Doomocracy, the long-anticipated collaboration between Pedro Reyes and Creative Time, has opened at the Brooklyn Army Teminal in Sunset Park, bringing a timely “house of horrors” to a city preparing for both the thrills and chills of the Halloween season, and an election cycle that has been often been fraught with a similar sense of doom and gloom.
Reyes, the Mexico City-based artist whose work has long investigate threads of participation, audience engagement and agency, is uniquely equipped to orchestrate a program of this scale and ambition, and does so with impressive vigor. Consumerism, environmental destruction, gun violence and cultural decay each get their moment in the sun, treated with a strangely lighthearted air that makes the subject matter all the more chilling’ perhaps best illustrated in a scene where a group of American housewives show off a line of color-coordinated scarves and firearms. “You’re more of a winter,” says one, as she hands a participant a baby blue assault rifle.
The show’s pacing and planning is tightly choreographed, with each skit doing a remarkable job of pulling the viewer through a space, integrating them into the action of a scene, and then pushing them through towards the next. In one particularly impressive segment, attendees are asked whether or not to take the “golden parachute” during a corporate bailout vote, with each respective decision leading them several floors up to “penthouse apartment,” where, depending on their decision, they are either guests or servers for a pair of wealthy Manhattanites. Showing off recent acquisitions for their collection, the pair then guide the group through a tour of their works (including a comical Christopher Wool send-up that reads “FART”), before pushing them through a heating grate into the next space.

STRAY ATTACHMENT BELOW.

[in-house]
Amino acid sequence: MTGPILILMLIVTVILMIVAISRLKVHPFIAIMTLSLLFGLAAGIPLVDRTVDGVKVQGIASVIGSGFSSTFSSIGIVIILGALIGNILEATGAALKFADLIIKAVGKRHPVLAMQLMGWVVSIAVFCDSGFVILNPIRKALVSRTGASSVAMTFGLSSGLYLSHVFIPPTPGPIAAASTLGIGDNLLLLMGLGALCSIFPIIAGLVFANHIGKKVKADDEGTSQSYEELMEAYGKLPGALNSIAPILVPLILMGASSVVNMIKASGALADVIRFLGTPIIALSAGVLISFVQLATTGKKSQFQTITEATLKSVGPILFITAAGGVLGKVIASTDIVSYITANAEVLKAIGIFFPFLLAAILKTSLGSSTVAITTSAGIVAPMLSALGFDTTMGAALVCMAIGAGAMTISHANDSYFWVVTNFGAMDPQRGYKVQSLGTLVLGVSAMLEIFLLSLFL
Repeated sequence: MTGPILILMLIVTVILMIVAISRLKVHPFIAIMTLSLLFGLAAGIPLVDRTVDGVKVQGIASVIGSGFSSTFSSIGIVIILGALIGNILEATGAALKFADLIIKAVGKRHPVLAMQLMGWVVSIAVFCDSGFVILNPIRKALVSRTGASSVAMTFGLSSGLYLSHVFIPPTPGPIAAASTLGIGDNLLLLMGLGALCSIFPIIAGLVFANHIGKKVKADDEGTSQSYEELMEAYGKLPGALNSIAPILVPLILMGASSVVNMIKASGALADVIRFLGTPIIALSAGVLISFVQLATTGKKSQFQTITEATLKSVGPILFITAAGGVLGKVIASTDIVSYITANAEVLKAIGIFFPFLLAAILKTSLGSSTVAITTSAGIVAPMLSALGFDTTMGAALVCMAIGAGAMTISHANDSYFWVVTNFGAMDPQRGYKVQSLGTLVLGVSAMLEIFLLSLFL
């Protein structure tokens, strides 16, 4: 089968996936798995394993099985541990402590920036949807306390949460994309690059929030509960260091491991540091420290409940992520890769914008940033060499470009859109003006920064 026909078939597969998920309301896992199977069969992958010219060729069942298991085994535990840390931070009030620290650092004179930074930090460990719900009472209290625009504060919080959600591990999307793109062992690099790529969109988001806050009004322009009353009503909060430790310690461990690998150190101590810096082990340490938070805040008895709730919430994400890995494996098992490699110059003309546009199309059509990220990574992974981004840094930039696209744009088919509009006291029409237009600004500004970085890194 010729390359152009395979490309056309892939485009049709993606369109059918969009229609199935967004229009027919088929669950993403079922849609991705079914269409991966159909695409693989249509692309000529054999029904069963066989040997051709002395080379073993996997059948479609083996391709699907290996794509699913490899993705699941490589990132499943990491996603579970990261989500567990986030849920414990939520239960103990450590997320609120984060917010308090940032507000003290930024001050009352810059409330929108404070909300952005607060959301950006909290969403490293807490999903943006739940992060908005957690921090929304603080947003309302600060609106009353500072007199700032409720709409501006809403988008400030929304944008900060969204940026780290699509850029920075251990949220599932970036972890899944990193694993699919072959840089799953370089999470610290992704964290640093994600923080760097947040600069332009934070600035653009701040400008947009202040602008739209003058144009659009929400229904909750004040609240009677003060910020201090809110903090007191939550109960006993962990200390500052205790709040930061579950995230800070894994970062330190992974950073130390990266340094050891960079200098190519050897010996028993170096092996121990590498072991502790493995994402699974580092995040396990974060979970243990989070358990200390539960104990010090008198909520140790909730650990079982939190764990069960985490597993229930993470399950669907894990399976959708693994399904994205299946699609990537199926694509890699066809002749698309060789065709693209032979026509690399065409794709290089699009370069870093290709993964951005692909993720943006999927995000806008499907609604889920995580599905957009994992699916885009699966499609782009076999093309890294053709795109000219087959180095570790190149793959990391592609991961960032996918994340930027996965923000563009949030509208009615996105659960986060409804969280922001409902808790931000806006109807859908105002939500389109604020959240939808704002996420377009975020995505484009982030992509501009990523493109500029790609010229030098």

This sense of the surreal operates in impressive fashion throughout the exhibition, particularly in the very real mix of entertainment and horror about he’s state of world affairs. In one scene, a performers’ enthused reflection on the destruction of the eco-system by global warming is delivered in a way that brings unavoidable laughter, even as the reality of water shortages and commoditized natural resources strike close to home. Exiting this scene, the next site works backward, as a mediation on the privatization of federal parkland leads to a virtual reality tour of “nature,” an ominous note broken by the sudden attack of “organ harvesters.”
By the end of the show, where visitors must choose between Trump and Clinton and ultimately end up as masked players in a surreal soccer match, the dark content of Reyes’s work here is unavoidable. The sense of nihilism pervading the show is perhaps what makes its content so palatable, but is equally what makes the show so impressive in its mandate. If stage scenarios Reyes paints seem unavoidable in their savage humor and streaks of realism, than those in attendance are perhaps ever more aware of their present condition by the end of the show. By playing up the conflicts of modernity at their most hilarious points, Reyes allows a moment of spectatorship on America itself, forcing the viewer into a space of self-reflection, and hopefully, a sense of agency. Leaving the space, a lone actor proclaims that “the end is near.” After a walk through Reyes’s house of horrors, it seems to be up to the viewer if these visions will come true.
“Doomocracy” runs through November 6th.
— D. Creahan
Doomocracy [Exhibition Site]